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Sunday, 26 August, 2001, 22:30 GMT 23:30 UK
New cases spark farm disease fears
Farmer rounds up his sheep for slaughter
Officials are frantically trying to halt the spread
Three more cases of foot-and-mouth disease have been confirmed in Northumberland sparking fears the infection has spread to other farms.

The new cases, which bring the total number in the area to six, were within the zone where the Department of the Environment, Food and Rural Affairs (Defra) has now imposed tight controls.

We fear there are going to be more, it's showing that sort of pattern

Richard Ellison, NFU North East

A government vet has warned that up to 8,000 livestock may have to be slaughtered, after the cases started to emerge within a five-mile area around Hexham on Thursday.

Officials have described the latest outbreak as "a major setback" in the fight against foot-and-mouth.

Army on standby

An investigation is continuing into how many other farms could be facing culls as dangerous or contiguous contacts.

Footpaths in the area have been closed and the army is on standby to deal with any further cases.

Click here to see map of the area

"Draconian" restrictions have now been imposed around 550 farms in Northumberland.

The controls come as a huge blow to farmers who hoped restrictions would soon be lifted in the area, which had been disease-free for three months.

National Farmers' Union North East director Richard Ellison said: "We fear there are going to be more, it's showing that sort of pattern.

"It is not looking good. They have suspicions it has already reached other farms."

Mr Ellison said it was still not known how the virus spread.

"People are very concerned, everyone's on tenterhooks, and for the farmers involved the slaughters have begun. It's a very traumatic time," he said.

'Blue box' controls

Two farmers involved in the cases confirmed earlier this weekend were reported to have bought animals from the same market, which could mean infection has been transferred to more farms.

"Blue box" regulations are to be introduced around Stone Hall Farm near Catton, Taylor Burn Farm at Ninebanks near Allendale, and Nettle Hill Farm at Allendale.

Disease facts
Total: 1,977
New cases on Sunday: 4
Slaughtered: 3,780,000
Awaiting slaughter: 12,000
Awaiting disposal: 3,000

The restrictions, used to control the outbreak in Thirsk, north Yorkshire, earlier this year, designate an area in which all animal movements are banned, apart from those licensed to be sent directly to slaughter.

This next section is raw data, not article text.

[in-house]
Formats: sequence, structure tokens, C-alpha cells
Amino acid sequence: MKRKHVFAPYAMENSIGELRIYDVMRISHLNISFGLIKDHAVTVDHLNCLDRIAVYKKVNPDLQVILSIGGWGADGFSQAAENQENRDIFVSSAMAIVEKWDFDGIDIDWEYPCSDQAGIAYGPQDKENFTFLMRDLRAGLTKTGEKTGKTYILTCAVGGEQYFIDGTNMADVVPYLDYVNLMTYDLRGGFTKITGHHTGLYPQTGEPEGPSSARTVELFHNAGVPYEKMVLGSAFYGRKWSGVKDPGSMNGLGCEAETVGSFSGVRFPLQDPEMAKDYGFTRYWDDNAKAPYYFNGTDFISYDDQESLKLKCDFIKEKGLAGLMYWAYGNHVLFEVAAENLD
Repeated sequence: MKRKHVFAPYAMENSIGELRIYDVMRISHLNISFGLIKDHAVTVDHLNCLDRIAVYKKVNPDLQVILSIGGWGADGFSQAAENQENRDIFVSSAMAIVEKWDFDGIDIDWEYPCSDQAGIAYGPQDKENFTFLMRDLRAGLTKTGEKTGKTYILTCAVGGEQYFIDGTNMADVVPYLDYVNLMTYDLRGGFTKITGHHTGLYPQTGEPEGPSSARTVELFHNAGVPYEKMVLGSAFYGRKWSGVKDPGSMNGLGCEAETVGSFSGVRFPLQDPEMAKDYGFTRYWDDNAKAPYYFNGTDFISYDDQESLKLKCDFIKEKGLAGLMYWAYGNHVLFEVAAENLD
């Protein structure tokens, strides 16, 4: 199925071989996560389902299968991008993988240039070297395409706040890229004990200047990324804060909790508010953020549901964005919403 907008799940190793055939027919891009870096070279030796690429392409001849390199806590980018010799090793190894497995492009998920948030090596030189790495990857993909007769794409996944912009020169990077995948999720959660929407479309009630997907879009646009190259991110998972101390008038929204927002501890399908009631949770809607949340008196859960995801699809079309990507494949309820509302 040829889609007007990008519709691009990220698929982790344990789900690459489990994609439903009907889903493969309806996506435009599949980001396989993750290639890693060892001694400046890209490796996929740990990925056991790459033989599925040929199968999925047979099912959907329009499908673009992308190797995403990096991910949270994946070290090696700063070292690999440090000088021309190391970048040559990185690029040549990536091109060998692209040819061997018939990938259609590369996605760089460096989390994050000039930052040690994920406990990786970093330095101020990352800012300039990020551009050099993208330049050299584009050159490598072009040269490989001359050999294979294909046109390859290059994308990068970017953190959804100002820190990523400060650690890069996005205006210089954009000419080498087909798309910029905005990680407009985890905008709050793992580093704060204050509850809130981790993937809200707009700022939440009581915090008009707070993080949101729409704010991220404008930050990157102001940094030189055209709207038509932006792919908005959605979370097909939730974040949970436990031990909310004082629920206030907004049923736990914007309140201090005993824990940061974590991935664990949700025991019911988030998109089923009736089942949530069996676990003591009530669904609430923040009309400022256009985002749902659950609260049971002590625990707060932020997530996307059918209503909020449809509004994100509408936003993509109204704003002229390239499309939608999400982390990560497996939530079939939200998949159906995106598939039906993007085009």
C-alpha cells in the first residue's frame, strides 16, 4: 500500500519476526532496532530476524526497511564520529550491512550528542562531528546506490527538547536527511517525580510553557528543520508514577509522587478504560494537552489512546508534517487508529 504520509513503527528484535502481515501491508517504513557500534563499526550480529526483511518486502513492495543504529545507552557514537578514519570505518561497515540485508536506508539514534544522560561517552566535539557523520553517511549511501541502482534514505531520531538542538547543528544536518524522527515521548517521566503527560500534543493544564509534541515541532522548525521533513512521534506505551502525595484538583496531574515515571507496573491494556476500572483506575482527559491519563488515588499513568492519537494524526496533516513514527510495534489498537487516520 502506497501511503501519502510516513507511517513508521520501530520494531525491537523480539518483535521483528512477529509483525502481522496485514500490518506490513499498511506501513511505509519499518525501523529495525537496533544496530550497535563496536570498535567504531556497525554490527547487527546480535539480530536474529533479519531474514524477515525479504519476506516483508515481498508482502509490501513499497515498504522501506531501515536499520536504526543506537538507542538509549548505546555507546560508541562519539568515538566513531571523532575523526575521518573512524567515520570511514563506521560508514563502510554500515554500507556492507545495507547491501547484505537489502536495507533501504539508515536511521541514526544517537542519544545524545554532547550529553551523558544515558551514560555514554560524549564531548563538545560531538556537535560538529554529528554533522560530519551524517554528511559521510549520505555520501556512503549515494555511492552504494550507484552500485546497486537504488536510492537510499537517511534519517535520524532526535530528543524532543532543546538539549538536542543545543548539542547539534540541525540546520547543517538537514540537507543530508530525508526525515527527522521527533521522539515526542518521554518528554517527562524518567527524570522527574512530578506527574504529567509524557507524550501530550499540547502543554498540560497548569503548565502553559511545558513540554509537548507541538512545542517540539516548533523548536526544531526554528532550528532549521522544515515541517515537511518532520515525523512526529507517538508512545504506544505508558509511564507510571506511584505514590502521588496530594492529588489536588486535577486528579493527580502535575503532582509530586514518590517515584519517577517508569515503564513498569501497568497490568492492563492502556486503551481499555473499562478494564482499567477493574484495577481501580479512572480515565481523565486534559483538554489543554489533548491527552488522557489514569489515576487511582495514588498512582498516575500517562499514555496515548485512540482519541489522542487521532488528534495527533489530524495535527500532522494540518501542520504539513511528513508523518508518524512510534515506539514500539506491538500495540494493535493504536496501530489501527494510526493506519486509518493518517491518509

The box is about 7kmē, roughly from Slaley in the east, Blanchland in the south, to Haltwhistle in the west, and Hexham and Haydon Bridge in the north.

Nine disinfecting stations with police patrols are now operational.

Officials have been meeting with police to discuss the idea of 24-hour patrols on the roads to enforce the security zone.

Twenty extra vets have been drafted in to inspect an estimated 130 additional farms to which the disease may have spread, within a 10km radius of the premises.

There was also another new case in Cumbria on Sunday, bringing the total cases in the UK to 1,974.

In the last few weeks Cumbria, one of the areas hit worst by the disease, has averaged two new cases a day.

'Not unexpected'

Divisional veterinary manager Arthur Griffiths said two of the three new cases in Northumberland were contiguous to the previous outbreaks and the third was on the edge of two of the three kilometre zones.
Car being hosed down in Taylor Burn Farm
Taylor Burn: First case in the north-east for 14 weeks

He added that while the new cases "were not to be entirely unexpected given the number of animals in this valley", the news was a major blow.

"We are of course bitterly disappointed at the news and cannot stress how important it is for people to make sure that they strictly follow the bio-security arrangements.

"This is however a major setback and reinforces the need for draconian measures to stop the spread of the disease."

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The BBC's Jon Brain in Northumberland
"Officials battle to contain the latest outbreaks"
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